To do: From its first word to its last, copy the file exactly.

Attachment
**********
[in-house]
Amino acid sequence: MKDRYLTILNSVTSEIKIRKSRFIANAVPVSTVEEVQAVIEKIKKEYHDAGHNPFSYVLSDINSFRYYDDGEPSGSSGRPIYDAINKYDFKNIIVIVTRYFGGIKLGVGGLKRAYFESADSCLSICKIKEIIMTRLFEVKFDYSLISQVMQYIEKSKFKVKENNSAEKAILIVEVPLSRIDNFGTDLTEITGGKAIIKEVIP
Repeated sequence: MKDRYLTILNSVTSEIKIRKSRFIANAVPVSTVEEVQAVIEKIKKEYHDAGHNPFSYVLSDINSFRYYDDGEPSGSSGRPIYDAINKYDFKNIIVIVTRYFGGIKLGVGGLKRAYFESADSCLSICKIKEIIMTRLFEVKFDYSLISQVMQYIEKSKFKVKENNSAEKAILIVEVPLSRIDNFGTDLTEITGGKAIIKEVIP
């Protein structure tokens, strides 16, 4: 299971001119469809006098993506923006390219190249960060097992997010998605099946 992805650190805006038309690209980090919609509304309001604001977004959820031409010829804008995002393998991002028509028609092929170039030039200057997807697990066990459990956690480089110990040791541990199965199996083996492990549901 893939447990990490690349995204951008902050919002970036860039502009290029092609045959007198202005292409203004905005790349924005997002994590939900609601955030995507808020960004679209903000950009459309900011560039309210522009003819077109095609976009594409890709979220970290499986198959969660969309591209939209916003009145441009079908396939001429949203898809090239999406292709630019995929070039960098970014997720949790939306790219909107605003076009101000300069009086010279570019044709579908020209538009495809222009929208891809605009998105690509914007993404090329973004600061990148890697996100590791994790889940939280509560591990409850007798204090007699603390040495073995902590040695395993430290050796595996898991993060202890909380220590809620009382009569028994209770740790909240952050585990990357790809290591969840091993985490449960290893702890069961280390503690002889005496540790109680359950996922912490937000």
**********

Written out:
[in-house]
Amino acid sequence: MKDRYLTILNSVTSEIKIRKSRFIANAVPVSTVEEVQAVIEKIKKEYHDAGHNPFSYVLSDINSFRYYDDGEPSGSSGRPIYDAINKYDFKNIIVIVTRYFGGIKLGVGGLKRAYFESADSCLSICKIKEIIMTRLFEVKFDYSLISQVMQYIEKSKFKVKENNSAEKAILIVEVPLSRIDNFGTDLTEITGGKAIIKEVIP
Repeated sequence: MKDRYLTILNSVTSEIKIRKSRFIANAVPVSTVEEVQAVIEKIKKEYHDAGHNPFSYVLSDINSFRYYDDGEPSGSSGRPIYDAINKYDFKNIIVIVTRYFGGIKLGVGGLKRAYFESADSCLSICKIKEIIMTRLFEVKFDYSLISQVMQYIEKSKFKVKENNSAEKAILIVEVPLSRIDNFGTDLTEITGGKAIIKEVIP
């Protein structure tokens, strides 16, 4: 299971001119469809006098993506923006390219190249960060097992997010998605099946 992805650190805006038309690209980090919609509304309001604001977004959820031409010829804008995002393998991002028509028609092929170039030039200057997807697990066990459990956690480089110990040791541990199965199996083996492990549901 893939447990990490690349995204951008902050919002970036860039502009290029092609045959007198202005292409203004905005790349924005997002994590939900609601955030995507808020960004679209903000950009459309900011560039309210522009003819077109095609976009594409890709979220970290499986198959969660969309591209939209916003009145441009079908396939001429949203898809090239999406292709630019995929070039960098970014997720949790939306790219909107605003076009101000300069009086010279570019044709579908020209538009495809222009929208891809605009998105690509914007993404090329973004600061990148890697996100590791994790889940939280509560591990409850007798204090007699603390040495073995902590040695395993430290050796595996898991993060202890909380220590809620009382009569028994209770740790909240952050585990990357790809290591969840091993985490449960290893702890069961280390503690002889005496540790109680359950996922912490937000």